Wyoming researchers question value of sagebrush control in conserving sage-grouse

Efforts to improve sage-grouse habitat through conventional management practices may be ineffective—and even counterproductive—according to research by Wyoming scientists.

Sagebrush reduction strategies, including mowing and herbicide application, are often employed to enhance habitat for the greater sage-grouse (Centrocercus urophasianus) and other sagebrush-dependent species.

The theory is that clearing large sagebrush shrubs improves food sources in sage-grouse nesting and brood-rearing habitats by allowing other, more nutritious vegetation to grow with less competition. This in turn should increase invertebrate populations, another food source for sage-grouse.

But a new paper published in the journal Wildlife Monographs suggests these methods may be misguided.

In a nine-year experimental study, researchers examined how greater sage-grouse populations in central Wyoming responded to mowing and applying the herbicide tebuthiuron to Wyoming big sagebrush (Artemisia tridentata wyomingensis). According to their data, these treatments did not benefit the birds.

“Some managers think, ‘Treating sagebrush for wildlife is how it’s supposed to work, and we’ll keep doing it,’” says Jeff Beck, UW professor of ecosystem science and management and principal investigator for the study. “Hopefully this will get people to start thinking, ‘If we’re going to spend money to improve habitat, we’ve got to find some other ideas.’”

The researchers tracked behaviors and survival rates of more than 600 female greater sage-grouse in response to mowing and tebuthiuron application. They also monitored effects on invertebrate populations, sagebrush and herbaceous vegetation. Throughout the study, responses were compared to untreated plots near the treated areas as well as off-site control plots.

Pre-treatment data were collected from 2011 through 2013; mowing and tebuthiuron applications were implemented in winter and spring 2014.

After six years (2014-2019) of post-treatment monitoring, Beck and his colleagues determined that sage-grouse responses to treatment were neutral at best. “Neither mowing nor tebuthiuron treatments influenced nest success, brood success, or female survival,” they reported.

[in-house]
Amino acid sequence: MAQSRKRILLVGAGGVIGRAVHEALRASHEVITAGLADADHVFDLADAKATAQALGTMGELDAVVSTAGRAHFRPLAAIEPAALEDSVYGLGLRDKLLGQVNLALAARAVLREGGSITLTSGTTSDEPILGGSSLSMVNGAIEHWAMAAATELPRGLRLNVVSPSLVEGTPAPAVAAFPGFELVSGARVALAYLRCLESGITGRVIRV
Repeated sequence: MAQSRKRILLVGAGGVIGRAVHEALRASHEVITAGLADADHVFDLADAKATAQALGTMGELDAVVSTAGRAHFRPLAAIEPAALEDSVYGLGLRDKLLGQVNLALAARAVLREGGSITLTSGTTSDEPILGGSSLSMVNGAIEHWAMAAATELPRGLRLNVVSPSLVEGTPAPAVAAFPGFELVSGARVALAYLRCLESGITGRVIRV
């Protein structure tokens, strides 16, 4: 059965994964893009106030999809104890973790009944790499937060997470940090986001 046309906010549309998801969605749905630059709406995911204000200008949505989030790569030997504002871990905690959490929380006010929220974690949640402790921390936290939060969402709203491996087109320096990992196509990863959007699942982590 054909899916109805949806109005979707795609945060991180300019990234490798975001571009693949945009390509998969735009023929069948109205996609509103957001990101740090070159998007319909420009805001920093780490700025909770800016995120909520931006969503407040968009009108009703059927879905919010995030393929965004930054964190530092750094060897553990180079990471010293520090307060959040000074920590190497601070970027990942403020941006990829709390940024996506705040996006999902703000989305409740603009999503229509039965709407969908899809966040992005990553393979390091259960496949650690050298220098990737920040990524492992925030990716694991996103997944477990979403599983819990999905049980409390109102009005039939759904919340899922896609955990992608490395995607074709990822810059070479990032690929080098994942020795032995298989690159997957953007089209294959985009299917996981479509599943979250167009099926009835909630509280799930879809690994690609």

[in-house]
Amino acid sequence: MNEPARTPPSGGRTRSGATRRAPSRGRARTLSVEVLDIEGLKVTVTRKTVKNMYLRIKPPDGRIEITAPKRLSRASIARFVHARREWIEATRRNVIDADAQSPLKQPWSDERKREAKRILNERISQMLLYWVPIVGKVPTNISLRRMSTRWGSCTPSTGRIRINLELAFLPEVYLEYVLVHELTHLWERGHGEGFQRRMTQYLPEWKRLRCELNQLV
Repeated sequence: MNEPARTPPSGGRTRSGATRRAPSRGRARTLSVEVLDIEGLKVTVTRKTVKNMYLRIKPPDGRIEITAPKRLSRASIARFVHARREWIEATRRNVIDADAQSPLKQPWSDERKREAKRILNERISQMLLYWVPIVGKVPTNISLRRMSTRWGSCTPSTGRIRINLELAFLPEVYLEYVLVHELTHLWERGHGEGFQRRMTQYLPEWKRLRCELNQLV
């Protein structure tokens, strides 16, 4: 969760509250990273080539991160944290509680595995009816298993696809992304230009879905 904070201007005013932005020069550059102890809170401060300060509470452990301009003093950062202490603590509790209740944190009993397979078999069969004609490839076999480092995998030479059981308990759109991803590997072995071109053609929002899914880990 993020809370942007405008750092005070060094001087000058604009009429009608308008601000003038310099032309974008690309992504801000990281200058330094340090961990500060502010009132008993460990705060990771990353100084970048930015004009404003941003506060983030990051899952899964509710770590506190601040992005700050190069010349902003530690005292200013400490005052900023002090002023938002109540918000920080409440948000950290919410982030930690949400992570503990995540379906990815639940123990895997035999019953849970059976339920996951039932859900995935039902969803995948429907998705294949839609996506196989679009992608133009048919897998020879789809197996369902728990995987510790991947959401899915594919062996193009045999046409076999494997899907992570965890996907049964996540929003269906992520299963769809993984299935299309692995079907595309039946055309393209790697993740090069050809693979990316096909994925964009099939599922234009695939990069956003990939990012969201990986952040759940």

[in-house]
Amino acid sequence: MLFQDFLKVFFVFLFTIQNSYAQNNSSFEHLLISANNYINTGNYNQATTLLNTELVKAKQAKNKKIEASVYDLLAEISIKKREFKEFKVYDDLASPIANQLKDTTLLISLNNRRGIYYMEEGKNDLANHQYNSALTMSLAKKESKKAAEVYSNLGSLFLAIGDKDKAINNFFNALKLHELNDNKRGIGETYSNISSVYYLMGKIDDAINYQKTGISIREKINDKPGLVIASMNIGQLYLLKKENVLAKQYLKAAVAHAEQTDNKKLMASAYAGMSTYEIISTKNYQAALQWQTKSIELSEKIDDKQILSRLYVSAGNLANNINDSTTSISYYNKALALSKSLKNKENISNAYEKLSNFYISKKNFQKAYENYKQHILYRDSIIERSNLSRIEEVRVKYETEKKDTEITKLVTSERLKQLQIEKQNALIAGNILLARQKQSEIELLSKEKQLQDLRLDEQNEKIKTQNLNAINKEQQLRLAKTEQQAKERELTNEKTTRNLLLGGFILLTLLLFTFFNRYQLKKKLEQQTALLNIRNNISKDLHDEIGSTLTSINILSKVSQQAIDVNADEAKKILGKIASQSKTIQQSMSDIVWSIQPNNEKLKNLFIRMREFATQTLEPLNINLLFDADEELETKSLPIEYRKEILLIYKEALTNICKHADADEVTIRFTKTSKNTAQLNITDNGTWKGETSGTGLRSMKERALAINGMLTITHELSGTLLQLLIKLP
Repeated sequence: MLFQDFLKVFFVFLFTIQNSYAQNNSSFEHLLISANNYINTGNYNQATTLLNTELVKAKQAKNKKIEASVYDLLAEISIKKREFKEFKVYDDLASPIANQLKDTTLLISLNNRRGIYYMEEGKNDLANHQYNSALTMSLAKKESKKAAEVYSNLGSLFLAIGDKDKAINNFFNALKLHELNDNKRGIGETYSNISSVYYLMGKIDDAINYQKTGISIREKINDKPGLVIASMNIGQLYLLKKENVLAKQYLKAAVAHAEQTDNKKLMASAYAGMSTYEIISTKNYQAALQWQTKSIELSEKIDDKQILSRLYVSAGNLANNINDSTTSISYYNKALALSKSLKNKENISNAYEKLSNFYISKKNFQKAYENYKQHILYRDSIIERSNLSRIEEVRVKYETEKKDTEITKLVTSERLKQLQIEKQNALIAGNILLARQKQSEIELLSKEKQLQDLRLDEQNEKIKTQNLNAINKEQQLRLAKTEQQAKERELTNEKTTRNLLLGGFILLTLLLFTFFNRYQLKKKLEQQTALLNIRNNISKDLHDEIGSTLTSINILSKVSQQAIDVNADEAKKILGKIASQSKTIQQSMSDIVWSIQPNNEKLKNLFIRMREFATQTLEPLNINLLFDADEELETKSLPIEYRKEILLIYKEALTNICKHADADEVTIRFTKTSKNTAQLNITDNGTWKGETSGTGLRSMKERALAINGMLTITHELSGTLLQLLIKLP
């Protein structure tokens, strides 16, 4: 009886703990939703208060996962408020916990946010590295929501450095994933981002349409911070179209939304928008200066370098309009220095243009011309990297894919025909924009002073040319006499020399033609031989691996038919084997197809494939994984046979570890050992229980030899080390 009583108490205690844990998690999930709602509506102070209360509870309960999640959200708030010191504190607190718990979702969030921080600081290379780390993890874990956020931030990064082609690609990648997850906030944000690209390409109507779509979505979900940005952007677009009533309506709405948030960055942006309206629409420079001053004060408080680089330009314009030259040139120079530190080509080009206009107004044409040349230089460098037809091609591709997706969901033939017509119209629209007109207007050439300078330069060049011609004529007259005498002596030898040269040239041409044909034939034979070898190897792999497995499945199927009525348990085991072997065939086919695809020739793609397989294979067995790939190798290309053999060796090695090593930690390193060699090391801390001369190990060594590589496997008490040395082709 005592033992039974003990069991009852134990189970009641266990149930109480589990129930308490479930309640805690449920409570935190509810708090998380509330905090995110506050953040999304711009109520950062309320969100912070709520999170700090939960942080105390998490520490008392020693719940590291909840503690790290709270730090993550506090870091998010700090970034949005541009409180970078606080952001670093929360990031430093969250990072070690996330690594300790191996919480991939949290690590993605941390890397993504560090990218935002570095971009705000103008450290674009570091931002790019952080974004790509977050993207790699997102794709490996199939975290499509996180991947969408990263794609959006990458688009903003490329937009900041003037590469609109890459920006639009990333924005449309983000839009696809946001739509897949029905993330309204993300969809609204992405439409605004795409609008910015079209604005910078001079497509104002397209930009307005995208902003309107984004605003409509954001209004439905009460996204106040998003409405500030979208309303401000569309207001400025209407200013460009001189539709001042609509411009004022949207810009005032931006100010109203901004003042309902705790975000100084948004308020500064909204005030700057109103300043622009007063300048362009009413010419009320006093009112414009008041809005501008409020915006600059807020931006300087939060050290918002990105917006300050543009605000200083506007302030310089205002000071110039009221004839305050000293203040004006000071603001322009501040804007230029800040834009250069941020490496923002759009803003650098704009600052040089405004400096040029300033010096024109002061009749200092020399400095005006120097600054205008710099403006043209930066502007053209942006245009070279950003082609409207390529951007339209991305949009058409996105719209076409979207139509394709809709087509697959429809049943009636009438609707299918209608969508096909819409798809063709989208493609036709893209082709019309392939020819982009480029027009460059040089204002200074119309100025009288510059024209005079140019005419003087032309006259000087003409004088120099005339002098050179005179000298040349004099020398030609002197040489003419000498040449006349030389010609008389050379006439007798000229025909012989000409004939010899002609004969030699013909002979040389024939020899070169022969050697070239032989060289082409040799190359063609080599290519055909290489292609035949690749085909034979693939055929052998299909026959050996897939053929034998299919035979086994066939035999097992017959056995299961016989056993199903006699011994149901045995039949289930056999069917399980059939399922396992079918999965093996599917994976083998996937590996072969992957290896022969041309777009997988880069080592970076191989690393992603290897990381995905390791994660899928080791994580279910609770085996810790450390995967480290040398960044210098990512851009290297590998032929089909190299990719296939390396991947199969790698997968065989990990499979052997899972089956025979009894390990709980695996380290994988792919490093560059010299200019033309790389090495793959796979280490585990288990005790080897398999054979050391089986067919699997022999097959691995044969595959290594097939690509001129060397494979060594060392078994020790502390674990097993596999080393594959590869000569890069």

Furthermore, treatments used to reduce Wyoming big sagebrush coverage resulted in slight avoidance by sage-grouse.

Invertebrates and herbaceous vegetation also did not respond positively to reduction of Wyoming big sagebrush, indicating treatments did not improve the quantity and quality of sage-grouse food sources.

Instead, reduction of Wyoming big sagebrush cover may negatively impact sage-grouse and other species that use sagebrush shrubs to nest and seek refuge from predators, the researchers suggest.

They predict that expanding experimental treatments to larger areas may reveal greater negative effects of Wyoming big sagebrush reduction on sage-grouse populations.

“Management practices that focus on the maintenance of large, undisturbed tracts of sagebrush will best facilitate the persistence of sage-grouse populations and other species reliant on the sagebrush steppe,” they wrote.

Their results are consistent with many other studies suggesting that controlling Wyoming big sagebrush negatively impacts wildlife. However, they caution, their findings should not be generalized to other sagebrush species and subspecies, such as mountain big sagebrush.

Rather than removing Wyoming big sagebrush, says Beck, conservation strategies should focus on removing encroaching pinyon and juniper and invasive species such as cheatgrass. These types of vegetation alter the sagebrush ecosystem and influence fire cycles, potentially damaging sage-grouse habitat.

Enhancing wet areas in sagebrush habitats is another promising strategy for improving the quality of sage-grouse brood-rearing habitat, he notes.

To learn more about the study and its implications, contact Beck at [email protected] or 307-766-6683.

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